Las Vegas businessman Robert Kahre, who is on trial on charges of evading federal income taxes, this past week spent three days telling the jury his side of the story.
He gave several reasons why he did not pay taxes, including his belief that the Internal Revenue Service is run by foreign agents and that some of the money it collects goes to foreign powers.
Kahre, 48, thinks the treasury secretary, who has oversight of the IRS, is a foreign agent because he plays a role in several international organizations that are not controlled by Congress, namely, the International Monetary Fund and the World Bank.
“The IRS, and who they’re collecting for,” he testified, “doesn’t have anything to do with the people of this country, the common defense and general welfare.” The last phrase echoes wording that appears in the preamble to the U.S. Constitution.
Kahre, a 1980 Rancho High graduate, has a folder of letters he solicited for a fee from accountants and lawyers who seem to endorse his theories about government and taxation.
He said he started gathering them while doing research after suffering a corporate bankruptcy in 1992, which he says was precipitated by business partners who cheated him and then disappeared, leaving him holding the bag for past-due federal taxes and other bills. Since then he has structured all his construction-related businesses as sole proprietorships.
But federal prosecutors, when questioning Kahre, suggested that he collected the letters to create the appearance of a genuine belief, which would then provide legal “cover” to avoid indictment and prosecution.
For a tax crime, a jury must establish the defendant’s intent to break the law to convict. A mistaken belief about tax law, held in good faith, can be grounds for acquittal.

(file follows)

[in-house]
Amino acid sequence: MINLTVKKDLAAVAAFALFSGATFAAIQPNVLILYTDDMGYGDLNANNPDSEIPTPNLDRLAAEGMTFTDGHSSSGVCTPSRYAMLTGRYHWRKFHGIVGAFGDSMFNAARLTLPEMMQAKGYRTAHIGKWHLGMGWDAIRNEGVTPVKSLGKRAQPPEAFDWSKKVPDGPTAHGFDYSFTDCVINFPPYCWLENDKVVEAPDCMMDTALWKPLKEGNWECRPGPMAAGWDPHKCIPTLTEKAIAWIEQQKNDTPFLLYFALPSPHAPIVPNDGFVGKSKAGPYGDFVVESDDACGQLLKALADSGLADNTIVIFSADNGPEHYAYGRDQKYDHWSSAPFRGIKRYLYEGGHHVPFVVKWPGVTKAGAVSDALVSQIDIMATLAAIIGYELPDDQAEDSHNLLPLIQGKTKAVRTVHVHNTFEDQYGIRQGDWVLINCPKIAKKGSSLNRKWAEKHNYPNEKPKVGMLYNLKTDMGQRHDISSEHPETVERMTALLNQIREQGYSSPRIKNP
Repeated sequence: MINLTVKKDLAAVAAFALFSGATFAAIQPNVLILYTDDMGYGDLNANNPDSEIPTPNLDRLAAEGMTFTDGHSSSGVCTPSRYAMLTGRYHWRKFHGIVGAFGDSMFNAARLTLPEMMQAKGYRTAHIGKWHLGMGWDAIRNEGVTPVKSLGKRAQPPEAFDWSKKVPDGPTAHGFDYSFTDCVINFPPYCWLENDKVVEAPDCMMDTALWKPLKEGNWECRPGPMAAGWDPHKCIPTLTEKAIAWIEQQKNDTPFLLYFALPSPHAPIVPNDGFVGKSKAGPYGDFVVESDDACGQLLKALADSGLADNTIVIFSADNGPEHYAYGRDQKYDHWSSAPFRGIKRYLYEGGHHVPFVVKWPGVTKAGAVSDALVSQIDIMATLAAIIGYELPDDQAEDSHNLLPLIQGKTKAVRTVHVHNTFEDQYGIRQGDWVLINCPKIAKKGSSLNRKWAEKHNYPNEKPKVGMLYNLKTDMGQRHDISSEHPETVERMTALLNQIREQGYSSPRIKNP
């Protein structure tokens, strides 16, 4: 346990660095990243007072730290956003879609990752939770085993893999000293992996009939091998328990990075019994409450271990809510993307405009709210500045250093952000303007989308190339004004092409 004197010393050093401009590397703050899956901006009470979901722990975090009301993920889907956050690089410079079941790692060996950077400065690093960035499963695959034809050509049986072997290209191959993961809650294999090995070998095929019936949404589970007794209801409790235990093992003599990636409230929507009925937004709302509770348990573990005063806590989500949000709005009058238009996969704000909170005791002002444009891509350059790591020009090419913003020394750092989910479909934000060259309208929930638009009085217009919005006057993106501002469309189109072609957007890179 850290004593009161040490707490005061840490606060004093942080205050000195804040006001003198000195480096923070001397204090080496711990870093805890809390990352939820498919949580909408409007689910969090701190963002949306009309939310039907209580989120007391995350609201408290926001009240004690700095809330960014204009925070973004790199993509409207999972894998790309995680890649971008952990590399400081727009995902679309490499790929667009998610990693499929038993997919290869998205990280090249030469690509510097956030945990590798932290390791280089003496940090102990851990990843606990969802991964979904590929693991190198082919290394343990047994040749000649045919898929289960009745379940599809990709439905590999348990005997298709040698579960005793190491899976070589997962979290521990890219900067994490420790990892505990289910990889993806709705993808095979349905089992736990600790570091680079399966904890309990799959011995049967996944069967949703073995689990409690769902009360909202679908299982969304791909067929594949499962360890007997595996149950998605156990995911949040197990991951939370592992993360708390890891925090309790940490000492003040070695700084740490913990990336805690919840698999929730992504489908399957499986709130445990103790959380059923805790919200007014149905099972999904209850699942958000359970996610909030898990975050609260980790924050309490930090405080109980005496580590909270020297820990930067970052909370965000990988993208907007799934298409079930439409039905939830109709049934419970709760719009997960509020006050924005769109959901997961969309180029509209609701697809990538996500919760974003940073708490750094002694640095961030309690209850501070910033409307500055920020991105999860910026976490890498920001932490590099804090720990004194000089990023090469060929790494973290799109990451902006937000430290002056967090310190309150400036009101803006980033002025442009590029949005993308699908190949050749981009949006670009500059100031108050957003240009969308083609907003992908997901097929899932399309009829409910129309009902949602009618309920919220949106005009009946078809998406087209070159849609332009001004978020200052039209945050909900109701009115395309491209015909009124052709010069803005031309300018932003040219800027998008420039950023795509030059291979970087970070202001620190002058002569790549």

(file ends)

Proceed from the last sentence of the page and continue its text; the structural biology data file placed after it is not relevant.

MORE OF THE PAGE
Kahre, his sister and a former business assistant are charged with tax evasion, conspiring to defraud the government and attempting to interfere with the IRS in connection with a coin-based payroll system Kahre devised.
Judge David Ezra is presiding at the trial of Kahre and three other defendants. Even if acquitted, defendants might still owe taxes, which will not be determined by this trial.
In a session outside the jury’s presence, after the judge had heard and denied several motions to dismiss several counts midtrial, the judge said the government’s evidence as to Kahre’s sincerity is open to interpretation.
Defendants, Ezra said, interpret the evidence to say, “This was simply a businessman who believed in a particular system and was acting on that belief. … On the other hand, if you look at it through the government prism, the same actions can be viewed as efforts to thwart the tax system.”
Prosecutor J. Gregory Damm, while cross-examining Kahre, pointed out an inconsistency in his “foreign agent” belief.
“You kind of pick and choose when you’ll deal with the secretary of the Treasury, don’t you?” Damm asked.
Then he compared Kahre’s refusal to pay income taxes to the IRS against Kahre’s choice to deal in gold and silver coins issued by the U.S. Mint, which also falls under the secretary’s oversight.